Do not let your caregiver bully you into giving up your rights for their convenience.
You have rights. It is important in a time where POLICIES are being placed before patient rights to know what your rights are.
Discuss your rights and your birth preferences with your caregiver early on. You may even want to interview potential caregivers before your pregnancy to determine who might be a good fit for you.
**As with all procedures and interventions, please do your own research and decide if the results of the procedure outweigh the associated risks.
In my last blog, we discussed that you have the right to labor in any position that you want to, push in any position that you want to, and have a vaginal birth after a C-section.
This week, we are going to discover that
Most babies will turn head-down by 30-34 weeks of gestation.
If you have reached this point and your baby is not head down, then he/she is considered breech.
Your caregiver may discuss the possibility of a C-section with you. Eighty-six percent of babies that present in the breech position at term will be delivered via cesarean section.
Having a breech baby does not have to guarantee a C-section.
If your baby is complete or frank breech, then you have options. It is possible to deliver a breech baby in either of these positions with minimal risk (equal to or less than that of a C-section).
Discuss with your provider the risks and benefits of both vaginal birth and C-section. It is important to remember that some babies will flip head down even during labor.
If you do not feel comfortable with your provider’s assessment of your needs based on your research, then by all means, find another provider!
It may be a good idea to discuss these issues early on in your pregnancy so that if you find that your provider does not agree with your desire for a vaginal birth, then you have time to find a provider that resonates with your desires. REMEMBER- Your provider works for YOU!
No one knows your body and your baby the way that you do.
You do not have to consent to any procedure (including a C-section) that you do not agree with.
Yes, providers are trained- Remember that Obstetricians are trained surgeons and think like surgeons. Providers are trained and know medicine, but YOU know your body.
Ultimately, you are the one responsible for making the best decisions for yourself and your baby.
Please do the research. If complications arise, discuss the pros and cons of any intervention with your provider. Ask questions, get clarification on anything that you do not understand.
This is where having a doula comes in handy. A doula can help you by communicating your wishes to your providers and helping your to understand your choices clearly.
In cases of a true emergency, your provider may need to make quick life-saving decisions, and may not have time to answer questions. However, in every other case, your provider should be willing to discuss and answer any and all questions and concerns.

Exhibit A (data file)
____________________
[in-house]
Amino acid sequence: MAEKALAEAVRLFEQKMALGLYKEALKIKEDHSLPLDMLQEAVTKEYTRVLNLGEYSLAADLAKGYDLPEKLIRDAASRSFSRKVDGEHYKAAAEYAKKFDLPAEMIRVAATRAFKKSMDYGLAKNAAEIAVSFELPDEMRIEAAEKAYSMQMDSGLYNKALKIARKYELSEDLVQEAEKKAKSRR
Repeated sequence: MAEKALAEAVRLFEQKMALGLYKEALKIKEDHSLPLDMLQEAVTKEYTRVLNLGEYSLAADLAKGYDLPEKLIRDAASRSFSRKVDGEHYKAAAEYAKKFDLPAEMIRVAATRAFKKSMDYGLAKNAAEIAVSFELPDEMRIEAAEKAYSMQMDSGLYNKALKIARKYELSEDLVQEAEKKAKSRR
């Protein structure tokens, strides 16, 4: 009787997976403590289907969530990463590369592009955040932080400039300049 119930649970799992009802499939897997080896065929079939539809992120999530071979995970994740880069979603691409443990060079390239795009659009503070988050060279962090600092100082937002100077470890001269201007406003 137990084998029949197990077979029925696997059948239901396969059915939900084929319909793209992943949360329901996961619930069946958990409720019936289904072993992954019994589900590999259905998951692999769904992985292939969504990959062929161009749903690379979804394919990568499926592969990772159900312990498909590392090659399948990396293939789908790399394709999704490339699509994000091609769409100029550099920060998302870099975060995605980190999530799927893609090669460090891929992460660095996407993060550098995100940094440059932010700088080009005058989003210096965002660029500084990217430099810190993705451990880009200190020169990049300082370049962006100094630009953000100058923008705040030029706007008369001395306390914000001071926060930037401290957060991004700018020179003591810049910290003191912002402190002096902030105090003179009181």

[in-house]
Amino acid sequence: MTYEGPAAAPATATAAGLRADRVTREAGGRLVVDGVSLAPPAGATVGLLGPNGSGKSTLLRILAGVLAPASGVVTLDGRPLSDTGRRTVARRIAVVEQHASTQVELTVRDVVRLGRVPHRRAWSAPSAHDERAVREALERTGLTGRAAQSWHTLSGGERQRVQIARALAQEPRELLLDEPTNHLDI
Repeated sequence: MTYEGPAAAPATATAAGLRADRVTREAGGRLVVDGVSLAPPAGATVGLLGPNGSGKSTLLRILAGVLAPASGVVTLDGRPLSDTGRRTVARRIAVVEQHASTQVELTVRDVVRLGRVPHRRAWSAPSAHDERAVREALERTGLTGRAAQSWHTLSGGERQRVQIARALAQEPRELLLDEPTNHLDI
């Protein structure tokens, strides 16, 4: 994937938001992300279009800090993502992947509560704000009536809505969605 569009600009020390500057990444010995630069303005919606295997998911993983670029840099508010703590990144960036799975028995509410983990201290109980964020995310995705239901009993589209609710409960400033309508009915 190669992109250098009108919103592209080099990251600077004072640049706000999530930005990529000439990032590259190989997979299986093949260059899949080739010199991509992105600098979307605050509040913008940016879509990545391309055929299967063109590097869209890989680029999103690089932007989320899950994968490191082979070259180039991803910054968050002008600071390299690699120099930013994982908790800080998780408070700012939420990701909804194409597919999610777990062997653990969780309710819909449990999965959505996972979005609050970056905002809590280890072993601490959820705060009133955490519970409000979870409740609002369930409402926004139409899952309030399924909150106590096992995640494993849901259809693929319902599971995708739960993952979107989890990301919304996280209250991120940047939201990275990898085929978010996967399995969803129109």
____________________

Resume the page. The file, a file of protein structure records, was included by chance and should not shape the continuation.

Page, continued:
The generally accepted procedure that I have seen in the birthing community within the United States of America is to cut the cord after 30 seconds.
I have personally witnessed parents who wanted to keep their baby’s cord unclamped and was told by the doctor that “30 seconds was long enough.”
According to research, about a third of the baby’s blood supply is left in the placenta and transfused to the baby after birth.
In order for this to be done completely, it is recommended that the cord remain unclamped and attached to the placenta until the cord is white and limp. This can take several minutes.
The World Health Organization recommends delayed cord clamping for 1 to three minutes or until the cord has stopped pulsing.
Benefits of not clamping your baby’s cord:
When I saw my placenta after the birth of my second baby I thought it was disgusting.
As it turns out- there are actually a lot of cool things that you can do with your placenta.
Turn it into a work of art.
Use it for fertilizer- There are many families who have buried their placentas and planted trees on top of them.
Consume your placenta. When I first heard of this practice, I envisioned cooking up a placenta steak and eating it on a plate.
This is not how it works. You can consume your placenta through encapsulation.
The potential benefits of consuming one’s placenta include increased iron levels, reduced postpartum bleeding, balanced mood, increased energy level and milk supply, and decreased risk of postpartum mood disorders.
Crystal is a local birth and portrait photographer currently residing in the Savannah, Georgia area. She loves Jesus, coffee, and her family- usually in that order. She has seven children ages 15-24 and has loved (almost) every moment of being a mom.
If you need her, she is usually at the beach.
Her love for families includes educating and empowering mommas so that they know their choices and can help themselves to have better outcomes in labor and delivery, as well as post-partum- and watching their little ones grow from newborns to toddlers and all the way through school.
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Copyright 2020 Crystal and Lace Photography
Among all of the beautiful wonderful things that you were created to do, you were created to become a mother.
You were created to bring this little life into this crazy world and love him like no one else can.
I want you to look back at your birth story and see how strong, beautiful and courageous you are